Do Classes Have Authority Over Consistories?

One of the significant matters which required action by our Synod of last summer concerned a question regarding the correctness of a decision made by the Synod of 1960. The matter at issue involved the authority of our classes over their consistories. It is in connection with this case that I have been asked to write an article under the caption: Do Classes Have Authority over Consistories?


The answer to this question, one may say, is rather near at hand. For Article 36 of the Church Order deals directly with this very question. It reads: “The Classis has the same jurisdiction over the Consistory as the Particular Synod has over the Classis and the General Synod over the Particular.”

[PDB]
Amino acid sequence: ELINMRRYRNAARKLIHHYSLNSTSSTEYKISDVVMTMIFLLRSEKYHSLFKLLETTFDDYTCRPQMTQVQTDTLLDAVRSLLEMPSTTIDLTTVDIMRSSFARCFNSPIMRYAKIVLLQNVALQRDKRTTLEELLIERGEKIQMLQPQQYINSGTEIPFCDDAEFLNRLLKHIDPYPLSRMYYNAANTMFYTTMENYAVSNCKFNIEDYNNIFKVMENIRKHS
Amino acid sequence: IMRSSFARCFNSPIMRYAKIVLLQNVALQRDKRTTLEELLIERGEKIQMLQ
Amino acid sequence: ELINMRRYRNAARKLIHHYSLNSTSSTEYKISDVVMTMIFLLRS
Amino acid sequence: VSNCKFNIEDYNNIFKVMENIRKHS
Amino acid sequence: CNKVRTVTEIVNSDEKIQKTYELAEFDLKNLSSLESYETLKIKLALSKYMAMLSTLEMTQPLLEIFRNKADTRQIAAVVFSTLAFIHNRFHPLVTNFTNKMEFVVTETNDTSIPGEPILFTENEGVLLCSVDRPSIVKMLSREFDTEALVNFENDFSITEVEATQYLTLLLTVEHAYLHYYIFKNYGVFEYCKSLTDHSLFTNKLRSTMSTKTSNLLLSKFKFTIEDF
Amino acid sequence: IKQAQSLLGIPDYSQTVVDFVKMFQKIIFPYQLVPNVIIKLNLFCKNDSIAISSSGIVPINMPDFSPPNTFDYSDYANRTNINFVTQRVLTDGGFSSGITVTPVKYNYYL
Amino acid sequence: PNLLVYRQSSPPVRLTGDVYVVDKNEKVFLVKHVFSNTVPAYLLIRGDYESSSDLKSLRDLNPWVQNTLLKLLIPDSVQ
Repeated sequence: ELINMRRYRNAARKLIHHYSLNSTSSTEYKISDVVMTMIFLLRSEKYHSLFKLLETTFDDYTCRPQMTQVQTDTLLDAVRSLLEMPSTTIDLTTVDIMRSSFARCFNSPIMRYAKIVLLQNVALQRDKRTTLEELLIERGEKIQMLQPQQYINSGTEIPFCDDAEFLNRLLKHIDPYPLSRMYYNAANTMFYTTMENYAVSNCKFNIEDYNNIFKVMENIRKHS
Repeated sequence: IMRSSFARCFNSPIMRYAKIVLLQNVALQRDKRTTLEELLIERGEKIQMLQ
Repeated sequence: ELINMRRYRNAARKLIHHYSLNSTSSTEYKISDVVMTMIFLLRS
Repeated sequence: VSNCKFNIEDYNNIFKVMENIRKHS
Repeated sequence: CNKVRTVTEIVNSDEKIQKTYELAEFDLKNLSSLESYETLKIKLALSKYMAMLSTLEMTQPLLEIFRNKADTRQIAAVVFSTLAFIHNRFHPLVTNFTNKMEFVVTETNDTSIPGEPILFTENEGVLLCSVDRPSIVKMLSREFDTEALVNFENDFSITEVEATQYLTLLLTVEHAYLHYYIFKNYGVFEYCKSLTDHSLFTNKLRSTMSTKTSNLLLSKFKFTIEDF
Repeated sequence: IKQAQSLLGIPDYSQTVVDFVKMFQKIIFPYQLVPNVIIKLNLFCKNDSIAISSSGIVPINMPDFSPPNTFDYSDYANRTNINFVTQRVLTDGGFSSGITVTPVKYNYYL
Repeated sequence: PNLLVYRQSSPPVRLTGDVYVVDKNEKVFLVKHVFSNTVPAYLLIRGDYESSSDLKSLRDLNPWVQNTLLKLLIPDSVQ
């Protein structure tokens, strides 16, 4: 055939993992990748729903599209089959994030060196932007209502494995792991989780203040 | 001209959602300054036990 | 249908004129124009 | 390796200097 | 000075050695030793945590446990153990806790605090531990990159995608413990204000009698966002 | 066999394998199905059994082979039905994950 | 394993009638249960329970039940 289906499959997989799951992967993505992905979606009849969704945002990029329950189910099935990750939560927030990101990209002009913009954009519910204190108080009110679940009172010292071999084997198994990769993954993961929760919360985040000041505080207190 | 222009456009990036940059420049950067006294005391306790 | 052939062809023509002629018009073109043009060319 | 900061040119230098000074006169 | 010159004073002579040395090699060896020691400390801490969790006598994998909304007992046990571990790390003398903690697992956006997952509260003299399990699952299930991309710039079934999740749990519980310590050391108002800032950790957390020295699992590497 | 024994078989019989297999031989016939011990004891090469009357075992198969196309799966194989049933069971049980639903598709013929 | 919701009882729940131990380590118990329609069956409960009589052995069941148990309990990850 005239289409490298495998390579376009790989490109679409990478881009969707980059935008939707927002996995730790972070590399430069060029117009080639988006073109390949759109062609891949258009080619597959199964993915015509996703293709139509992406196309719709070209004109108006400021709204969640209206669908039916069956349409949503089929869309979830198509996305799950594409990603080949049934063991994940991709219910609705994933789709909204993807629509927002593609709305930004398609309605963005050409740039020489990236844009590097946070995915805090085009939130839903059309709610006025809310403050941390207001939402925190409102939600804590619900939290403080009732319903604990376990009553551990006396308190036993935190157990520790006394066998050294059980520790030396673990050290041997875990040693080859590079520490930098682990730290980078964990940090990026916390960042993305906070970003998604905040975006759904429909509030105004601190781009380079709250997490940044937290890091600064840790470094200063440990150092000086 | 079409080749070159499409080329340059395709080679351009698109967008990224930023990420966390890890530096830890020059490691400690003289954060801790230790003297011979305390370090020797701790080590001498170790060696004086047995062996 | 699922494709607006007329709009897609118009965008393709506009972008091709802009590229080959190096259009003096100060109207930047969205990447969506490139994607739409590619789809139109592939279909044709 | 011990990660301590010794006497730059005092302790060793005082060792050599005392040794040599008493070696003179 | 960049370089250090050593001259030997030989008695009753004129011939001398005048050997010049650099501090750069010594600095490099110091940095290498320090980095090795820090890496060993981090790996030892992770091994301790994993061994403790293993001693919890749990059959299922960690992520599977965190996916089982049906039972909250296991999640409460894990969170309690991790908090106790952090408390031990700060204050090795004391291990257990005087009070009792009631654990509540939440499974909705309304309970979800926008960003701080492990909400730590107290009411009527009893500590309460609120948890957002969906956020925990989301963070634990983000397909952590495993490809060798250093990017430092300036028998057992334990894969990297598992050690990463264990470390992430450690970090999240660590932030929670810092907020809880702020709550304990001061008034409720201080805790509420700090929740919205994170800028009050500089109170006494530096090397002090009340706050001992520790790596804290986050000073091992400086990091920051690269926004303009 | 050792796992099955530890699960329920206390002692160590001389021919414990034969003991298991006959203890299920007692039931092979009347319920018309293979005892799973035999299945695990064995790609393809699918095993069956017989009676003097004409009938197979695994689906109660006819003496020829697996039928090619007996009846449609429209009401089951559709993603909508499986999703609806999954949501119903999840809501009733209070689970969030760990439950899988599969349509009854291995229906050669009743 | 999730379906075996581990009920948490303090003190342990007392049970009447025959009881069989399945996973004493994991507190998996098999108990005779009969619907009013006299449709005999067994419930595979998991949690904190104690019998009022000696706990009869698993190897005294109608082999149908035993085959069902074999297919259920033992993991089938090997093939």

Now it may be contended, and that successfully and correctly I believe, that the word “jurisdiction” does not convey the precise thought of the fathers regarding the authority of our major ecclesiastical assemblies. The term jurisdiction fits in the pattern of civilliIe, not in the pattern of ecclesiastical life.

The term jurisdiction has a legalistic connotation. It is derived from two Latin words which in combination with one another virtually say: Thus saith the law! The word presupposes that those under jurisdiction are obligated to subject themselves to its demands unconditionally and under all circumstances and without any consideration of their personal feelings and convictions.

This legalistic approach is foreign to the Biblical, Reformed conception of church government. And it is also foreign to the thought behind Article 36.

Nevertheless we should do full justice to the Biblical, spiritual, ecclesiastical type of authority which the fathers had in mind when they first formulated Article 36 back in 1581, at the Synod of Middelburg.